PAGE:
Annually, many of us watch award shows like the Golden Globes, the Oscars and the many other shows that Hollywood bestows upon itself.
Last night, Ricky Gervais hosted the Golden Globes for the fourth time. While some of his humor is occasionally very funny, there are unfortunate painful jests at those who possess less privilege.
Multiple times, inappropriate comments about transgender persons were classified as “jokes.” Women were teased for their driving and wanting equal treatment in Hollywood.
Gervais wasn’t the only one stepping over the line with words. During a speech in which he was accepting an award for the movie’s composer, Quentin Tarantino used the word “ghetto” without giving thought to the racial context of the term.
Granted, it may seem like one or two jokes. It may appear as harmless jesting that will be forgotten in a day or two. While some people appear as “equal opportunity comedians” by teasing all groups equally, they are actually misusing their privilege as often straight, cisgender white males.
We are all tied to one another as the great Body of Christ, from those who have many privileges and those who are often marginalized. And what we often forget is that we are forever connected with all others. The actions offered from one part of the body can be felt by other parts of humanity.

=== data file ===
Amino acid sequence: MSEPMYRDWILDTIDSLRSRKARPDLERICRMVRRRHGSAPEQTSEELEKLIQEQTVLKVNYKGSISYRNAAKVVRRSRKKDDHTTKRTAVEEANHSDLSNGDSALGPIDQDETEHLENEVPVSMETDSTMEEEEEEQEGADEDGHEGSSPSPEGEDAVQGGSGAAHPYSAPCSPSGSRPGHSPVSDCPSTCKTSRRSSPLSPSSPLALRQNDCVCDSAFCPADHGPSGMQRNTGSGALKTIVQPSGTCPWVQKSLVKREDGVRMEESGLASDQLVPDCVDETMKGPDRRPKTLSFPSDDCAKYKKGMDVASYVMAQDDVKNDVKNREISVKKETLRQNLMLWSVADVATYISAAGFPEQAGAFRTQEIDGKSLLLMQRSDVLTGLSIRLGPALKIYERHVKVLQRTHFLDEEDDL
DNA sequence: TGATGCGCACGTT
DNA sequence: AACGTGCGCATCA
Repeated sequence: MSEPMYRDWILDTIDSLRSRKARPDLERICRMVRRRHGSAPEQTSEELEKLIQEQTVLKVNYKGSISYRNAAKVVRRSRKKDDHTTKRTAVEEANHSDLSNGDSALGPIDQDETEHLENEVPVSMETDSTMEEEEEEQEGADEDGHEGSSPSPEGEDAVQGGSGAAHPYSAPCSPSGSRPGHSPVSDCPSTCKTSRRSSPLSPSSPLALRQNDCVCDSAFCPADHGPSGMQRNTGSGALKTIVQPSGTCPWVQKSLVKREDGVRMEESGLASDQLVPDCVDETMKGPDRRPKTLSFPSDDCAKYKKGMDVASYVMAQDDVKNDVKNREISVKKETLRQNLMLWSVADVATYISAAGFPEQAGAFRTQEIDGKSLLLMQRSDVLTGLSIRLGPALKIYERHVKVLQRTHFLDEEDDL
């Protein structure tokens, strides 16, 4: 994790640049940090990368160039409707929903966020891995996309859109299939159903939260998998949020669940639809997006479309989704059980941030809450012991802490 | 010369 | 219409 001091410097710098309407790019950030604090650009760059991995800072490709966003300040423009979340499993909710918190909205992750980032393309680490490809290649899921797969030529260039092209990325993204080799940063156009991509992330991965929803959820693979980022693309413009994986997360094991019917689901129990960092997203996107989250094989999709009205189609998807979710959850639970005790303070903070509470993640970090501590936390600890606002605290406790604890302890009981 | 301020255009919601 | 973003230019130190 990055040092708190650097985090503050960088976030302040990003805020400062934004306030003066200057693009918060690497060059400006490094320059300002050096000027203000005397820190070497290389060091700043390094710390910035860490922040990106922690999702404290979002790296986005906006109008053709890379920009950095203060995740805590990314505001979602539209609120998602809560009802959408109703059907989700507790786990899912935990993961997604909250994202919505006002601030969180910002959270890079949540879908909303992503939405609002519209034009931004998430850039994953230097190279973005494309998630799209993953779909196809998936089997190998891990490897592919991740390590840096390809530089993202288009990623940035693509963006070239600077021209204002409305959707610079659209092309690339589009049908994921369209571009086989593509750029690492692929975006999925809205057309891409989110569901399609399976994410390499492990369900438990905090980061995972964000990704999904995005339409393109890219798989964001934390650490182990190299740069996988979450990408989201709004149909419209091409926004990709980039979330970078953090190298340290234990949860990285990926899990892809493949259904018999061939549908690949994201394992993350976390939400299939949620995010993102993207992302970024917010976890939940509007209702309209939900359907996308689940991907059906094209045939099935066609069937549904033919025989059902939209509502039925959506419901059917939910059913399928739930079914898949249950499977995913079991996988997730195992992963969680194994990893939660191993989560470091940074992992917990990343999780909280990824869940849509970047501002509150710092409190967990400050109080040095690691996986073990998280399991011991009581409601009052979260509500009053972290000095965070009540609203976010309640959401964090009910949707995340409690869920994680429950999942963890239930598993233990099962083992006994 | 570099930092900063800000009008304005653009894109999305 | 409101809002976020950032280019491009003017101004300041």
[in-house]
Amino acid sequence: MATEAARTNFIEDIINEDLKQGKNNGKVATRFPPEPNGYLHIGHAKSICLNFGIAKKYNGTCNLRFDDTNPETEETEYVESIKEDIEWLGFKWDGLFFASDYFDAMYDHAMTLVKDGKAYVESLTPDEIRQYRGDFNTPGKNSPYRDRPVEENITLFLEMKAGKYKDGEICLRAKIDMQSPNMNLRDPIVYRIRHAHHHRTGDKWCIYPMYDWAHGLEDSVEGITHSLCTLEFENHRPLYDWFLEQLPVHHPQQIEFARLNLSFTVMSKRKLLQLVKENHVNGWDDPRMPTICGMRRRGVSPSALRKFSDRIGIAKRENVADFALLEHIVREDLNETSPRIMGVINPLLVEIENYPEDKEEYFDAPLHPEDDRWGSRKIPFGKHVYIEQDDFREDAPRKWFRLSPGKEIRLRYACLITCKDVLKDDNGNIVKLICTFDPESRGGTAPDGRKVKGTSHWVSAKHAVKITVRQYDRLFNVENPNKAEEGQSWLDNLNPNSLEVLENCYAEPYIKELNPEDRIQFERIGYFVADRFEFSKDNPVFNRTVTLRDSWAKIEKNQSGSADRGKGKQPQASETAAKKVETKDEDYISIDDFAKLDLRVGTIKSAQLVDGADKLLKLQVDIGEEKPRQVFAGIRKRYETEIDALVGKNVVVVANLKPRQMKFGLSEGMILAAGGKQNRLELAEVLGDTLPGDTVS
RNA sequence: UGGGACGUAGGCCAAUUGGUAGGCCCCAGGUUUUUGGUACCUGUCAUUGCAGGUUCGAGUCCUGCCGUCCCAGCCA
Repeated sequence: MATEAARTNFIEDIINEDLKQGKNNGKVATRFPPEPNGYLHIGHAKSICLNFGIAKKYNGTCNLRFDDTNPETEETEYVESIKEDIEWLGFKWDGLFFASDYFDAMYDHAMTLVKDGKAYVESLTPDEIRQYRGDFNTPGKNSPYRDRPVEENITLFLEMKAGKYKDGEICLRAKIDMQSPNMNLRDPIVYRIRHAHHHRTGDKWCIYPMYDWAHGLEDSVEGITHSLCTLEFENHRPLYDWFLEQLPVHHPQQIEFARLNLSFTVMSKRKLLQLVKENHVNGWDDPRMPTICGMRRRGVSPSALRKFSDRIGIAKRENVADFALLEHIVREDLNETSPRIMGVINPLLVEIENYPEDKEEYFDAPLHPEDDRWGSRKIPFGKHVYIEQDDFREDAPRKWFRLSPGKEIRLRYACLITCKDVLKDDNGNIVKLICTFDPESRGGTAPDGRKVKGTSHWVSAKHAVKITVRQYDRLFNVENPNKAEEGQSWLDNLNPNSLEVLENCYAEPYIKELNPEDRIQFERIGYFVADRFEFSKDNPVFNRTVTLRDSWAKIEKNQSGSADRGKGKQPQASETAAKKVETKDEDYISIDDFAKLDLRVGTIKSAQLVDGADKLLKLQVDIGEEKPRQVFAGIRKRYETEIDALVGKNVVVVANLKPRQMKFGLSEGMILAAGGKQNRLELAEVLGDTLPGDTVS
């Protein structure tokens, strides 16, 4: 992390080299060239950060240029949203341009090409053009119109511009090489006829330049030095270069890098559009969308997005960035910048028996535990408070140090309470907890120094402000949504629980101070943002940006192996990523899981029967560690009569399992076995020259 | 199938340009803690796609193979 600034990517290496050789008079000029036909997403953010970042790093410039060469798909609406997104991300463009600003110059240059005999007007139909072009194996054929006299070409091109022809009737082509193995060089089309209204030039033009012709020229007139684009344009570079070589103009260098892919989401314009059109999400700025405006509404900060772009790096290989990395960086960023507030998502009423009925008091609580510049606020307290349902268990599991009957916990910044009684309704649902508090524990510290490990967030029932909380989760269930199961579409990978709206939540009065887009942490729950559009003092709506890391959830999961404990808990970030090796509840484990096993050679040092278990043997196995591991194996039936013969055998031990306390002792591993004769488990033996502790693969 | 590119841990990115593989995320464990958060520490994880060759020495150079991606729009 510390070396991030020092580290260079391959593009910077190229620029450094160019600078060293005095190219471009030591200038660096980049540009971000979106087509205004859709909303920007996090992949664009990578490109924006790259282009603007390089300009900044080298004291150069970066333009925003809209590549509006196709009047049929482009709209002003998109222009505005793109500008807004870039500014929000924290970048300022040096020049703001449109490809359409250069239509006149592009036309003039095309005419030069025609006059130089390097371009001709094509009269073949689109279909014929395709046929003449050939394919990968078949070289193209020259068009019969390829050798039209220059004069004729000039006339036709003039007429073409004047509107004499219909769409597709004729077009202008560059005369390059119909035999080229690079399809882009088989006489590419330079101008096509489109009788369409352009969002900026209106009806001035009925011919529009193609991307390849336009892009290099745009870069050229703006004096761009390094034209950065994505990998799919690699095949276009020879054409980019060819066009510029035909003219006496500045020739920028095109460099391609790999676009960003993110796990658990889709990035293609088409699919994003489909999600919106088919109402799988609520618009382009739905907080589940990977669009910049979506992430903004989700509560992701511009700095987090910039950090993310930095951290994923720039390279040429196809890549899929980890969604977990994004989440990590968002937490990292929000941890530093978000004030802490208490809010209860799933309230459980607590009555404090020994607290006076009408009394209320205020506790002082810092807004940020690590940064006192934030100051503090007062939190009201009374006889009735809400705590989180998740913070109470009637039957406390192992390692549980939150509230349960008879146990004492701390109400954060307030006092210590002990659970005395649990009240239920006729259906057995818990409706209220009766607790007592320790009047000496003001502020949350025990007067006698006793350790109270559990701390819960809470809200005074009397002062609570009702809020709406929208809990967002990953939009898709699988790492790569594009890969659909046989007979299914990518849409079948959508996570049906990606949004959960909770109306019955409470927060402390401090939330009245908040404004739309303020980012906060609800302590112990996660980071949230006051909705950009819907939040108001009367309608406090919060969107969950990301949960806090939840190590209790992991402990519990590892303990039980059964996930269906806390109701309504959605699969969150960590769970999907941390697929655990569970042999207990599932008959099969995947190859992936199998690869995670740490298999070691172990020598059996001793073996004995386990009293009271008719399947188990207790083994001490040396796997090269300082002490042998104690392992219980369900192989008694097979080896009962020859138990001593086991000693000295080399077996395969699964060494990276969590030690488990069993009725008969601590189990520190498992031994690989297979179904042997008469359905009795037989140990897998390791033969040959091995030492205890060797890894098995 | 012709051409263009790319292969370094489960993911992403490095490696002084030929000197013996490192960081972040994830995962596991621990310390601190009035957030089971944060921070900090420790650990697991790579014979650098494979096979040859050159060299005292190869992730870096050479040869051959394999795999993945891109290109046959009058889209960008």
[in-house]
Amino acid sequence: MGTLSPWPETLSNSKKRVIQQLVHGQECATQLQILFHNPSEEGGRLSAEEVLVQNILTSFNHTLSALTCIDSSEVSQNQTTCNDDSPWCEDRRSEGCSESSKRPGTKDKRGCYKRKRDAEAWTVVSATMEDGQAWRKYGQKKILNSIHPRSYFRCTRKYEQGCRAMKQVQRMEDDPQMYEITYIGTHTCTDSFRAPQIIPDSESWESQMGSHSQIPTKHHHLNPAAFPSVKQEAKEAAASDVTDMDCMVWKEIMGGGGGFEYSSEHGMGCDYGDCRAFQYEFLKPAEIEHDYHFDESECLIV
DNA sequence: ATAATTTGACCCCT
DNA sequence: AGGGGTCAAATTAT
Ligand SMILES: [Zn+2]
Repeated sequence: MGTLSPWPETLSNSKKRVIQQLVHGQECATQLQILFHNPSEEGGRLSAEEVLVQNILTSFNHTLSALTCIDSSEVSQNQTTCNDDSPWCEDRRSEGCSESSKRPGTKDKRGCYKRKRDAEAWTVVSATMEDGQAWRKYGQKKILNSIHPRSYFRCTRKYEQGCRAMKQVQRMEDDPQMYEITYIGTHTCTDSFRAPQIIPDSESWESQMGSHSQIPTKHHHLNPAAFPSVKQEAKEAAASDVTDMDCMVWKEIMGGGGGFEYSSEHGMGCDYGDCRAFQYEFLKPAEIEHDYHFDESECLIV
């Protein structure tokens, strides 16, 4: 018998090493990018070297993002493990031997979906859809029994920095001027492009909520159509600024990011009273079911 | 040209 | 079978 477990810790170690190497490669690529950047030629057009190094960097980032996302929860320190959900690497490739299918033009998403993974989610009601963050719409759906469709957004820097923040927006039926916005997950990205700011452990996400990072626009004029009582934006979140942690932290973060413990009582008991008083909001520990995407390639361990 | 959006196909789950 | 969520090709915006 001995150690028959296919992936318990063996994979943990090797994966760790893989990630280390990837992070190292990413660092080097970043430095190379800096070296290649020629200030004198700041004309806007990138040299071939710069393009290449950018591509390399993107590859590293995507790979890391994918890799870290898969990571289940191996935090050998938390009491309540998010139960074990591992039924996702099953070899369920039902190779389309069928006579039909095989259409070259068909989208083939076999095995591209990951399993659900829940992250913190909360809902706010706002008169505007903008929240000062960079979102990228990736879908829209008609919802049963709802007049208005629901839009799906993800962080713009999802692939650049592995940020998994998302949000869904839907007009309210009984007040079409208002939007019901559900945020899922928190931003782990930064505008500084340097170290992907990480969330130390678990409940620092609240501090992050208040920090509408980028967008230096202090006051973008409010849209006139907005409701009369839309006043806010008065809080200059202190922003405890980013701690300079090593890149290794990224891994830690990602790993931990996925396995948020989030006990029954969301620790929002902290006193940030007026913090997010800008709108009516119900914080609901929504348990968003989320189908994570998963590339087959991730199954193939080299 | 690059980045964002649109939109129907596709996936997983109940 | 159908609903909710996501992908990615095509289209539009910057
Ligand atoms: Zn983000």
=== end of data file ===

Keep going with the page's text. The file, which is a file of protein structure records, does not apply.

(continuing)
Our jokes against others in the Body of Christ may be like adding trash to a very large trash heap, a pile ready to topple at any point. With every inappropriate and hurtful joke, we give hate groups more fuel to why they should physically, emotionally and spiritually harm someone who is already marginalized.
When we make jokes against others – especially those who possess less privilege, we ingest poison into the Body of Christ. Teasing someone based on their errors keeps shame around when shame needs to be tossed aside to make room for grace. But making fun of people for who or how they were born – LGBT, person of color, disability, woman, size, etc. – is absolutely not funny at all.
At times we may all laugh at something inappropriate and even repeat some unfortunate “humor.” Our responsibility as Christians is to understand how our mocking ripples into the world. The sooner we can change our habits to understand systems of privilege and the way our words and actions shame others, the faster we can repair and build a stronger Body of Christ.
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